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Does Medical Antireflux Therapy Improve Asthma in Asthmatics With Gastroesophageal Reflux? : A Critical Review of the Literature FREE TO VIEW

Stephen K. Field; Lloyd R. Sutherland
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From the Divisions of Respiratory Medicine and Gastroenterology, Departments of Medicine and Community Medicine, Calgary Asthma Program and the University of Calgary, Alberta, Canada

1998 by the American College of Chest Physicians

Chest. 1998;114(1):275-283. doi:10.1378/chest.114.1.275
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Objective: Identify and critically review the peer-reviewed, English-language studies of the effects of medical antireflux therapy in asthmatics with gastroesophageal reflux (GER).

Design: Using the 1966 to 1996 MEDLINE database, asthma was combined with GER to identify all studies of the effects of medical antireflux therapy on asthma control. The articles' bibliographies were also reviewed. Studies were graded according to Sackett's criteria and grouped by levels of evidence.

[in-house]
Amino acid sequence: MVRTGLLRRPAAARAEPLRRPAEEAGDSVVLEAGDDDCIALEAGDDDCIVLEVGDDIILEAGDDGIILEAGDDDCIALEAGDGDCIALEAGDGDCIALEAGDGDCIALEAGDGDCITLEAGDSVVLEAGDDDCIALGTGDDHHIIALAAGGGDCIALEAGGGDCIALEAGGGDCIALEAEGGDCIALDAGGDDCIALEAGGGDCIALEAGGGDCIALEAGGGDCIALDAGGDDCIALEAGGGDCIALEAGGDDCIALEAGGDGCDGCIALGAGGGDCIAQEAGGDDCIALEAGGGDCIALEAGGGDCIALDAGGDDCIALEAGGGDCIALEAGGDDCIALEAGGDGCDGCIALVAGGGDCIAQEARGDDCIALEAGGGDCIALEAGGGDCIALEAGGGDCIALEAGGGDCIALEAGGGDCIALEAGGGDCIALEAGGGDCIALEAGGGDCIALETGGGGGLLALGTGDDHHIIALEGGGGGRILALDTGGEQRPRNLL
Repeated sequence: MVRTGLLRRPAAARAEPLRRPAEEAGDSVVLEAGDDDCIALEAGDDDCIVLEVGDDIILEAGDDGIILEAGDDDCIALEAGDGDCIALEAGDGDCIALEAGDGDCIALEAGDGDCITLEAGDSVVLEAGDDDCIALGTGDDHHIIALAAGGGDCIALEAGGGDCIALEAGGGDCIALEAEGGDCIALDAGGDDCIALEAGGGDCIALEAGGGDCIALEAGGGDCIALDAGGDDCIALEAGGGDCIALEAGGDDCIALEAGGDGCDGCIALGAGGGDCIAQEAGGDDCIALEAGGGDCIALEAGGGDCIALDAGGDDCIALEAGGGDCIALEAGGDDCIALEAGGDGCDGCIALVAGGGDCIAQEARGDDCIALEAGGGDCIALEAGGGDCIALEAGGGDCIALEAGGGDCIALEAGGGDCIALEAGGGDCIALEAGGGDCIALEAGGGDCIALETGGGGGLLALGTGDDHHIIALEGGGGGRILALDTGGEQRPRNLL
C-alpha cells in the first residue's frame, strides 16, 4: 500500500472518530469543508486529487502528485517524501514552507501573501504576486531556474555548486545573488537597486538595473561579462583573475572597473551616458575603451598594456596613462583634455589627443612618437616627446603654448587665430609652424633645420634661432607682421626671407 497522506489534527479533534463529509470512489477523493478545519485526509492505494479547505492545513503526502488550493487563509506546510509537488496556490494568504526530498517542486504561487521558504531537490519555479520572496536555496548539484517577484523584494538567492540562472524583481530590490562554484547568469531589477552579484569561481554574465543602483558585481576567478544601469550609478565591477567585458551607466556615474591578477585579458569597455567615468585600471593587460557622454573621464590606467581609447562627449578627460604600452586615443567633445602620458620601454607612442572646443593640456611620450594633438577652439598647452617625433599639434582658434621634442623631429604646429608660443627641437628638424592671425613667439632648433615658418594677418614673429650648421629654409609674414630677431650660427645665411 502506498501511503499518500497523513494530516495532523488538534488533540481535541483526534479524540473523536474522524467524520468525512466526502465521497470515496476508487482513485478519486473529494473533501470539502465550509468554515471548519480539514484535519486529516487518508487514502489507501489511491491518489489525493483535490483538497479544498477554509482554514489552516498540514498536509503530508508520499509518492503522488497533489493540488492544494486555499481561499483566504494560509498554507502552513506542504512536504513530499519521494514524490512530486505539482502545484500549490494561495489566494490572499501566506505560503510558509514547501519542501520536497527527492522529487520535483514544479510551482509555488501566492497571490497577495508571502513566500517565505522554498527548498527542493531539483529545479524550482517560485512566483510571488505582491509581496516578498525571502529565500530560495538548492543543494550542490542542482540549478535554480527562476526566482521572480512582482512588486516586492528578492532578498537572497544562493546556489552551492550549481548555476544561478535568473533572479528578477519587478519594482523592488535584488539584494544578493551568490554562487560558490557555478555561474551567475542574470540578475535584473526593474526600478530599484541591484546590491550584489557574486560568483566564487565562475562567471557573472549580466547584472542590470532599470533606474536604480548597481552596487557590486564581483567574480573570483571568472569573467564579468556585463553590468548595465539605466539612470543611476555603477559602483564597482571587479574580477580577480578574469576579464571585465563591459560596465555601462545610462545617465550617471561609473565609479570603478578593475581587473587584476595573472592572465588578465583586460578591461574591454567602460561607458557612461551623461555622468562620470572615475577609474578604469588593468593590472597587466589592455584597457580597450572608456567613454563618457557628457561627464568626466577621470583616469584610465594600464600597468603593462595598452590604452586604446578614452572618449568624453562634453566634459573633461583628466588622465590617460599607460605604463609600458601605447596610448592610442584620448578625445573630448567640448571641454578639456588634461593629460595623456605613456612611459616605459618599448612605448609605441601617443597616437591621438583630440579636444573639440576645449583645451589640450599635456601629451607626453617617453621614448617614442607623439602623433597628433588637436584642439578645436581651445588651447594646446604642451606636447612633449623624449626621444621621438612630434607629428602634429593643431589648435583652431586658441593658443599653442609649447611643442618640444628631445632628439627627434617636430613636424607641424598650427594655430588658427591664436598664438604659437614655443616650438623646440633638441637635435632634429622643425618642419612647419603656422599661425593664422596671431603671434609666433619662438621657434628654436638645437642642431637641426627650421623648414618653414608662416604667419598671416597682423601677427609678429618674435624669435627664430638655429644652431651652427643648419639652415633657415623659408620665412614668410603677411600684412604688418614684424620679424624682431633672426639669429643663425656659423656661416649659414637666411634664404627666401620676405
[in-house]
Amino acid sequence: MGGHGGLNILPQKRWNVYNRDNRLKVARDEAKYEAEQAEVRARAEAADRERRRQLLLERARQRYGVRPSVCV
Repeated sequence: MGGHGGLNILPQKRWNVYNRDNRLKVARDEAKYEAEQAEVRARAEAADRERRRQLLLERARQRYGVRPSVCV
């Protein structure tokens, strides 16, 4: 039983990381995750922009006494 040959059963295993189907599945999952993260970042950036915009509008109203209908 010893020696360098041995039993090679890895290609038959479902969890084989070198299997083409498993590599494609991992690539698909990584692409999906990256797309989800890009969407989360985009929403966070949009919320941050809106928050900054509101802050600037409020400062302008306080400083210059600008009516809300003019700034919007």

Results: A total of 242 citations were found; 171 were published in English. Twelve studies of the effects of medical antireflux therapy on asthma control, with a total of 326 treated patients, were identified. Eight studies were placebo-controlled, three were open studies, and one used an untreated control. Eight studies treated 20 or fewer patients. Reflux symptoms either did not improve or the effects of antireflux therapy on them were not reported in four studies. The combined data from the controlled medical antireflux studies showed that: (1) asthma symptoms improved in 69% of the subjects; (2) asthma medication use was reduced in 62% of the subjects; (3) evening peak expiratory flow (PEF), but not PEF at other times, improved in 26% of the subjects; and (4) spirometry did not improve in any of the placebo-controlled antireflux studies.

Conclusions: Analysis of the combined data suggests that medical antireflux therapy improves asthma symptoms, may reduce asthma medication use, but has minimal or no effect on lung function.




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